Food insecurity in Nebraska and how one woman works to feed her family

Inside the Food Bank of Lincoln, which distributed 10 million pounds of food last year (image by Dylan Tilley, NET)
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June 19, 2017 - 10:41am

More than 200,000 Nebraskans don’t have consistent access to adequate food. Mike Tobias looks at the numbers and talks with one Nebraskan who deals with the challenge of feeding herself and her family.


VIDEO: Ryan Bailey and Scott Young discuss hunger issues with Mike Tobias (left to right) for the NET News "Speaking of Nebraska" program. Watch the full show HERE.

 


Lorraine Maddux is one of more than 230,000 food insecure Nebraskans (image by Dylan Tilley, NET)

 


Food Bank of Lincoln volunteers bag apples for distribution (image by Dylan Tilley, NET)

Lorraine Maddux was having a good day when I met her one afternoon at the Food Bank of Lincoln. She was finishing paperwork to buy a house and had received a promotion at work. But life hasn’t always been easy for Maddux. Five years ago she moved here from Florida with her husband and three children, because this was the best place for her youngest to get care for a disease that causes fragile bones to break easily. She got divorced and missed a lot of work caring for her ailing daughter. Feeding her family became a challenge.

“I definitely have weeks when I'm writing that budget that I think, ‘Okay, where is it going to stretch this week? Where am I going to go to get the fillers,’” Maddux said.

Maddux doesn’t qualify for some government aid programs like food stamps. She does get help from her ex-husband, and occasionally turns to food pantries and other programs to make ends meet.

“You're paying the bills and barely paying the bills and extras and summertime is always hard when the kids are out on vacation,” she said. “It's hard because they get free or reduced lunches at school and all of a sudden you have three months where there's no provided breakfast or lunch, and all of a sudden you have extra people who you have to account for two more meals in the day. It makes it rough.”

Maddux is one of 233,350 Nebraskans who are considered food insecure because they don’t have regular access to adequate food. That’s 12.3 percent of our population, according to the latest Map the Meal Gap report from Feeding America, a national food bank network.

“Most of the people we serve are working Nebraskans who are just struggling to get by,” said Ryan Bailey, family and community services manager for Blue Valley Community Action in Fairbury, an organization that among other services runs food pantries in nine southeast Nebraska counties. “What we see are folks who are genuinely working, working hard, working overtime, who do not have enough money to pay the rent at the end of the month or buy food for their kids. We see people coming in all the time with that choice to make. Do we keep the lights on? Do we pay the rent? Or do we feed our children?”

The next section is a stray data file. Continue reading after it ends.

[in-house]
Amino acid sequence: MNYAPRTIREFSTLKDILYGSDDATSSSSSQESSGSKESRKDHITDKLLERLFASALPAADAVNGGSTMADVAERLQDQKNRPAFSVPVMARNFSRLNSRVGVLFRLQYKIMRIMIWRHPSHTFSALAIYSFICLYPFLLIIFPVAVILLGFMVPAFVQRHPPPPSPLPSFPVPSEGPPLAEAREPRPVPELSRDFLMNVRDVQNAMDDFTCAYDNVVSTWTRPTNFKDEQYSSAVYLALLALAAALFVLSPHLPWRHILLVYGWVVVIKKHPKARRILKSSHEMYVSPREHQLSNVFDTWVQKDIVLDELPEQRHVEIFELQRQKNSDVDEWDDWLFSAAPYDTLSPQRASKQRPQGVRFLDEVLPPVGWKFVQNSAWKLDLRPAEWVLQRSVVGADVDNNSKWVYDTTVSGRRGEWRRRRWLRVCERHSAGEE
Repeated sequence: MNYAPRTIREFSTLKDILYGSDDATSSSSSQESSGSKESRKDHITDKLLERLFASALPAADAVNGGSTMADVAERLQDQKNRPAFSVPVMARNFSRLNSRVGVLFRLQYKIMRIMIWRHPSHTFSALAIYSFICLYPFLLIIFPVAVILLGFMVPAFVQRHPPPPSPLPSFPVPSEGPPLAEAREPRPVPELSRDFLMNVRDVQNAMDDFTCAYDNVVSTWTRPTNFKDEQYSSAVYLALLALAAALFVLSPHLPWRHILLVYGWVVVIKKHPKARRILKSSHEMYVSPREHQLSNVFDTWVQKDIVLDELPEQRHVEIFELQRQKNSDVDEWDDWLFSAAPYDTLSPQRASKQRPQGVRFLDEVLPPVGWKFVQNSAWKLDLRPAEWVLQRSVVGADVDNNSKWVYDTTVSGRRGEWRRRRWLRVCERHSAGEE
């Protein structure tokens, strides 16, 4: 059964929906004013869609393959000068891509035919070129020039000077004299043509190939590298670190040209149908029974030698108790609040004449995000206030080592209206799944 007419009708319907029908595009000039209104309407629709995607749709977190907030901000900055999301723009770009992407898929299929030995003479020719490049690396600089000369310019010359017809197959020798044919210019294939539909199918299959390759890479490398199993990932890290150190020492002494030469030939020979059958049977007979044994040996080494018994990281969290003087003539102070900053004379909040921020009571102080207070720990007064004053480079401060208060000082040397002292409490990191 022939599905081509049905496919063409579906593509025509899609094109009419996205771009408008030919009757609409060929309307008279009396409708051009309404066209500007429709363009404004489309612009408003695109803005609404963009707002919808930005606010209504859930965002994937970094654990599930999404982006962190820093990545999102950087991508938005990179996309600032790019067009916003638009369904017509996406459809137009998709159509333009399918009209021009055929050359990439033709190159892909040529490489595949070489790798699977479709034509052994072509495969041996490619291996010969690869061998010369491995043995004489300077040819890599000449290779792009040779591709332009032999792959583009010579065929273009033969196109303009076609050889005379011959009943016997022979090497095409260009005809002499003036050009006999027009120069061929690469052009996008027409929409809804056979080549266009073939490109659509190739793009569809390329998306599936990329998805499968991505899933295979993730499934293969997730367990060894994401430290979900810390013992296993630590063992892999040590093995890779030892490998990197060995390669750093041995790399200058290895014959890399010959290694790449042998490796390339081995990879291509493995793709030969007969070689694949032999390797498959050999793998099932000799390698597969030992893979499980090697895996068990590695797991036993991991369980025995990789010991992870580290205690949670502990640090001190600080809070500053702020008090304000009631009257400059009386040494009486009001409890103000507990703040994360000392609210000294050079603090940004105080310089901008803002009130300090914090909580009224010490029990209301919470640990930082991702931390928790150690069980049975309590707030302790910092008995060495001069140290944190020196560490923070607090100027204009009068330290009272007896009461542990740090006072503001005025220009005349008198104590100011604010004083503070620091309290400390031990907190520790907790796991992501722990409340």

“We have working families in Nebraska who are just ending up with more month than there is money and might need a little extra assistance during the end of the month,” added Scott Young, executive director of the Food Bank of Lincoln. “We have seniors on a fixed income who don't come close any month, but due to pride issues and things like that for Nebraskans, they struggle to get enough good on their tables.”

A few more numbers from the new Map the Meal Gap report for Nebraska:

  • Colfax County has the state’s lowest food insecurity rate at 4.7 percent.
  • Thurston County has the state’s highest food insecurity rate at 18.8 percent.
  • Douglas (13.8 percent) and Lancaster (13.9 percent) have food insecurity rates higher than the state average.
  • 18.3 percent of children are food insecure

And on average, food insecure Nebraskans face a food budget shortfall of $16.38 each week. “That means maybe three or four meals a week that a family might be short,” Young said. “These are all statistics that are thrown together into a big jug and then out they come. So it does vary from household to household. But it just means that there are meal shortages. A lot of parents anecdotally skip meals so that their kids can eat. Those types of stories come to the Food Bank all the time.”

A lot of food also comes to the Food Bank of Lincoln. They distributed about 10 million pounds of food last year. It comes from places like the USDA, farms, supermarkets and local food drives. It goes to food pantries and other places who get it to those who need it. And more need it, according to Bailey and Young. They’ve each been working on this issue for more than 15 years.

“I think the issue has definitely gotten worse,” Bailey reflected. “It has changed over the years. It's just amazing to me how the economy has really affected us. It seemed like it affected us later, the downturn in economy that the rest of the nation saw several years ago. It came to us later in the rural areas, it felt like.”

“When I started at the Food Bank we had a lot of posters up that said, ‘one in 10 children are struggling with hunger.’ Now it's one in five or six,” Young said.

Lorraine Maddux hopes her pay raise will help her move away from needing help feeding herself and her kids, and escape so-called food insecurity.

“It's an embarrassing place to be,” Maddux said. “It's not where you want to be. I think the misconception, there are some that fit in that group, that they're not working or they're not making the effort, but the misconception is that everybody in that group chooses to be.”

And Maddux says like herself, that’s not always the case.

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